The Institute for the Humanities’ latest exhibition will be on view this week, beginning March 16th. How to Build a Disaster Proof House consists of the work by the current Roman Witt Artist in Residence, Tracey Snelling. Snelling previously exhibited here and has come back again with sculptural conceptions of various worlds, looking to themes of escapism and environment while also integrating eye-grabbing pop aesthetics.


The show is free and certainly not one to miss, as there’s a slew of accompanying programming in conjunction with the works. It’s truly a community effort, as talks and workshops intersect with corresponding exhibitions and installations coming from institutions like the Ann Arbor Film Festival and the Ann Arbor Art Center.


The Institute for the Humanities is right across from the MLB, situated right in central campus– be sure to stop by!

REVIEW: The Worst Person in the World

The Worst Person in the World is an anthology of sorts, chronicling a young woman’s struggles with making meaningful connections, navigating her career, and establishing her general place in the world. This sounds extremely cliché on paper, and I hate to say it but it somewhat held true in the film as well.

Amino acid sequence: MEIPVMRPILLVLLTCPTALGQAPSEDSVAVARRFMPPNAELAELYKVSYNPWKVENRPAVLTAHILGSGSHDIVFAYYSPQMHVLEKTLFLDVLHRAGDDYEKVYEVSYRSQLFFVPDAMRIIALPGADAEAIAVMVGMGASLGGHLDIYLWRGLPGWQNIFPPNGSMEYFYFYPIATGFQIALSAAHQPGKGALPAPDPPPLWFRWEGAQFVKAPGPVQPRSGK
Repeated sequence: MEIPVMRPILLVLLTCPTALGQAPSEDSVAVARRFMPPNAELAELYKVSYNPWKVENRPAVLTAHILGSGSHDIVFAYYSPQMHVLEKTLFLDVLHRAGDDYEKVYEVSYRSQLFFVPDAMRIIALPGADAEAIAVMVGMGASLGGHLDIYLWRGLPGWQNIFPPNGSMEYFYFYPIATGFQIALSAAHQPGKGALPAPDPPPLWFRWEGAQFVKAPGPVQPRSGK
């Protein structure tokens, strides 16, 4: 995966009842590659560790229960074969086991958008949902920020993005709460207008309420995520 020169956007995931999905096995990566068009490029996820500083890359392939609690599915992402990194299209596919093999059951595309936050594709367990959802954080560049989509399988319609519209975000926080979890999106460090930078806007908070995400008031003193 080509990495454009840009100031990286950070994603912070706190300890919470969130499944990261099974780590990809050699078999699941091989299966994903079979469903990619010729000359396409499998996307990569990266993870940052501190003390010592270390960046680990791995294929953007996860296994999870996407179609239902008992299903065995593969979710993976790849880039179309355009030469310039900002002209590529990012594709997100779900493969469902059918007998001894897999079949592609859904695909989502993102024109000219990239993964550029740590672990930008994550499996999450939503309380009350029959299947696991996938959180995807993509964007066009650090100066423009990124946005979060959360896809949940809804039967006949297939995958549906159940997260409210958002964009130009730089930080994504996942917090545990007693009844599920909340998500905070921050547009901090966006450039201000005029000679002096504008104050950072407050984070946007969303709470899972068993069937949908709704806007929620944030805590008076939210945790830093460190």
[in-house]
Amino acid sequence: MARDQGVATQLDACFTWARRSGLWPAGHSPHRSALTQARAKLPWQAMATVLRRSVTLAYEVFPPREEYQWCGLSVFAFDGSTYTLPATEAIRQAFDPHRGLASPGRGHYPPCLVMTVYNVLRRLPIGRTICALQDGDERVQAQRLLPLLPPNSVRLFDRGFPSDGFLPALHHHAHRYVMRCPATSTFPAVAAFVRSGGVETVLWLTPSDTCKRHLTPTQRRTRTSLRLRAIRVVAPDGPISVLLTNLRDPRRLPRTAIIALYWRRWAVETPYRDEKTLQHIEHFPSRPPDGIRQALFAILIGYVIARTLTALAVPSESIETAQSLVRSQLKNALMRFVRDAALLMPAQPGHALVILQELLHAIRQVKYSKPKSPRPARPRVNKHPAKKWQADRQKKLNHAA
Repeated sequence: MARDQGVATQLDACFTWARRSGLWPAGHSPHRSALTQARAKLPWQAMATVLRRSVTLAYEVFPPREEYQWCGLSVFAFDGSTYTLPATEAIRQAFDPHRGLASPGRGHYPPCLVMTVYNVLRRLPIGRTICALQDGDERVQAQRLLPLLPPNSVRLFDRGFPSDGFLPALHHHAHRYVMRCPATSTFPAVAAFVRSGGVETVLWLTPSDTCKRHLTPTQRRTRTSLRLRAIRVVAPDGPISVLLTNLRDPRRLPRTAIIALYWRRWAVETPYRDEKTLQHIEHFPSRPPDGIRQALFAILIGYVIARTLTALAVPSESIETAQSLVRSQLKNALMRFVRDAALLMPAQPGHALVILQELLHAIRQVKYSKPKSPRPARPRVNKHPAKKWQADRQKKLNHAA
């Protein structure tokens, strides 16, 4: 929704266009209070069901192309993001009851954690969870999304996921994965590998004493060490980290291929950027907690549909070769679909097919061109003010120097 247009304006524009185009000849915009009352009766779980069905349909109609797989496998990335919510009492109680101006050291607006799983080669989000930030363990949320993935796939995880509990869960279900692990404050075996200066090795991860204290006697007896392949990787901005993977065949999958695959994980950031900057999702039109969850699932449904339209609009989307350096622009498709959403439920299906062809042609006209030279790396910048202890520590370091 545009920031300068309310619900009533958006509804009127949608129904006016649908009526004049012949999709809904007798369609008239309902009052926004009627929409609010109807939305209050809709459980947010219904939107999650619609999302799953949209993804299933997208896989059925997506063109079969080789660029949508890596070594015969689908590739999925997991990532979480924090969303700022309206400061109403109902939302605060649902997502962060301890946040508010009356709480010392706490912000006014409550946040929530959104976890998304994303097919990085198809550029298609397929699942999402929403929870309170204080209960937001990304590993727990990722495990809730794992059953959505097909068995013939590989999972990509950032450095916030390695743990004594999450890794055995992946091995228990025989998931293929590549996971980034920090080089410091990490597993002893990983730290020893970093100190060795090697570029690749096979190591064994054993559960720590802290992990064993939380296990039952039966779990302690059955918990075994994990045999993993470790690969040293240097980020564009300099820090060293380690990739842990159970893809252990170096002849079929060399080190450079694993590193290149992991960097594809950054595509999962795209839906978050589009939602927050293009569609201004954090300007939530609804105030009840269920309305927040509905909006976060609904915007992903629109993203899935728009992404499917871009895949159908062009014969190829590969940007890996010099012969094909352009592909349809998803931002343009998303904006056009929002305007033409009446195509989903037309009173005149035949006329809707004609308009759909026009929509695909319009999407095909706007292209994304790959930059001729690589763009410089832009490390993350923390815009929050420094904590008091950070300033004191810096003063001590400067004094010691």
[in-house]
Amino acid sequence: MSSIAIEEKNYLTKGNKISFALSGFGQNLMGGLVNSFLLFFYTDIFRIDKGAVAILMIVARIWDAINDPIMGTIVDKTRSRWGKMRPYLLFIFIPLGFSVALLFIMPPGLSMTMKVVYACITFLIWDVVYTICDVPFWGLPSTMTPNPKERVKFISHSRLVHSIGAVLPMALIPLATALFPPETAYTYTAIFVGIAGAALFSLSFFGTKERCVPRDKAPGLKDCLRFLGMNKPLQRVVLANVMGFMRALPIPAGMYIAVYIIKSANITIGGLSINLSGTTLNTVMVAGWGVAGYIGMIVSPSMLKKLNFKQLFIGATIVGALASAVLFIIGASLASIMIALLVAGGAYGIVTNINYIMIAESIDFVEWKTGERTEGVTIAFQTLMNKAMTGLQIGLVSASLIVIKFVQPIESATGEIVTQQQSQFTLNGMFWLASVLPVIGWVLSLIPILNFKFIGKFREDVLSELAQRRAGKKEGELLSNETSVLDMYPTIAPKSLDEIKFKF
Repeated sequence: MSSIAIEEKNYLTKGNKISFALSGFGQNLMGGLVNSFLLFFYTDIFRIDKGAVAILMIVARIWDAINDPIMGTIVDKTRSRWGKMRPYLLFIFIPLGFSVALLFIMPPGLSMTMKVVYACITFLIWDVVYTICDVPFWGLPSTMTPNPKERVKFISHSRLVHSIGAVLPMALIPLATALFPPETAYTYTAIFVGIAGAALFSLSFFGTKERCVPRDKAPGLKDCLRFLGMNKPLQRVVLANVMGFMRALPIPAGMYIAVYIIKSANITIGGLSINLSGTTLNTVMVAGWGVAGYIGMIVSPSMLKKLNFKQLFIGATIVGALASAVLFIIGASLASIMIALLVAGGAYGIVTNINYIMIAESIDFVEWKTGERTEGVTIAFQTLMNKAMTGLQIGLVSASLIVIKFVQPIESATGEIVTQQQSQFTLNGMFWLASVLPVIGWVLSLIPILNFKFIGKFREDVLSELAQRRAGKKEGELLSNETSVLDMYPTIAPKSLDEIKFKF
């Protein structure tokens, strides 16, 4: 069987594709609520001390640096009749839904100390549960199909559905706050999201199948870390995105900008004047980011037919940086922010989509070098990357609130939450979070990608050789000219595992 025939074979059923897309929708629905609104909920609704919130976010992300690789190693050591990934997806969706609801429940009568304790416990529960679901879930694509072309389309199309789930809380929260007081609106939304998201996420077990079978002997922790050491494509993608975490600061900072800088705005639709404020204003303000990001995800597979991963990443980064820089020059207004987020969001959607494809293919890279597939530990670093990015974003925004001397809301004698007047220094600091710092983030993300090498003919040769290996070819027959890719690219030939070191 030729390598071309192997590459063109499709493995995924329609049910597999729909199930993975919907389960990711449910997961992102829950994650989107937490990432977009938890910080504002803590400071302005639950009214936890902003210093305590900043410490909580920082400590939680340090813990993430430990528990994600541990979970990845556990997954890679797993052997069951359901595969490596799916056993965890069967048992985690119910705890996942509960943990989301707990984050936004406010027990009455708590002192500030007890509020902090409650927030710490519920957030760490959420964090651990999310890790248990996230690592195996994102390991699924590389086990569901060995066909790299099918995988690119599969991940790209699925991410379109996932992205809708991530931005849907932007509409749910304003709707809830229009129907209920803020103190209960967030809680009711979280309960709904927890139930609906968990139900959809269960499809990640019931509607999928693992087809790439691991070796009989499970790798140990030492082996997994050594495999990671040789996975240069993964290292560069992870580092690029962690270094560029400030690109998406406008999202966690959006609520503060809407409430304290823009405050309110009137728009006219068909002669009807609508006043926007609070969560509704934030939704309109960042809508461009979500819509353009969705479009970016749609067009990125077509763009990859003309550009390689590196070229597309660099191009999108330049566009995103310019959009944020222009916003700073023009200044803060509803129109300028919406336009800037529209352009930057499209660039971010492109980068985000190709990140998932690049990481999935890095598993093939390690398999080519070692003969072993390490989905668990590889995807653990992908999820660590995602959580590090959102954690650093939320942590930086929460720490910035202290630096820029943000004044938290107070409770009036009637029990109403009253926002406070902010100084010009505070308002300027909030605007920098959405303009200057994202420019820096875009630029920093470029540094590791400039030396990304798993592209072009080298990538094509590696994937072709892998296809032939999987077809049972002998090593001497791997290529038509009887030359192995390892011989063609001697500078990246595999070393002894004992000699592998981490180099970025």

I will firstly recognize that there’s a very strong chance I simply didn’t connect with this film. Sometimes that just doesn’t happen. There was still a sense of quality to the production and the performances did feel genuine, so maybe the fact that I walked away feeling very little is moreso a matter of a personal misalignment.


That said, I think there are a few other factors that caused me to feel so neutral. The style of the film felt a little inconsistent and choppy, this owing greatly to a scene involving psychedelics. All the established conventions of the drama that had been unfolding thus far were eschewed in favor of overblown effects, animation, and surreal sequences. I understand that there’s a lot of fun, playful techniques that can be used to convey an experience like that and there are moments of quick, pastiche editing earlier in the film, but in this case it just felt out of place and a little indulgent. Another particular instance of a chapter that didn’t fit quite right was a short one that used constructed media clips that we watch the protagonist watch. This isn’t inherently bad but it just felt disjointed in terms of style.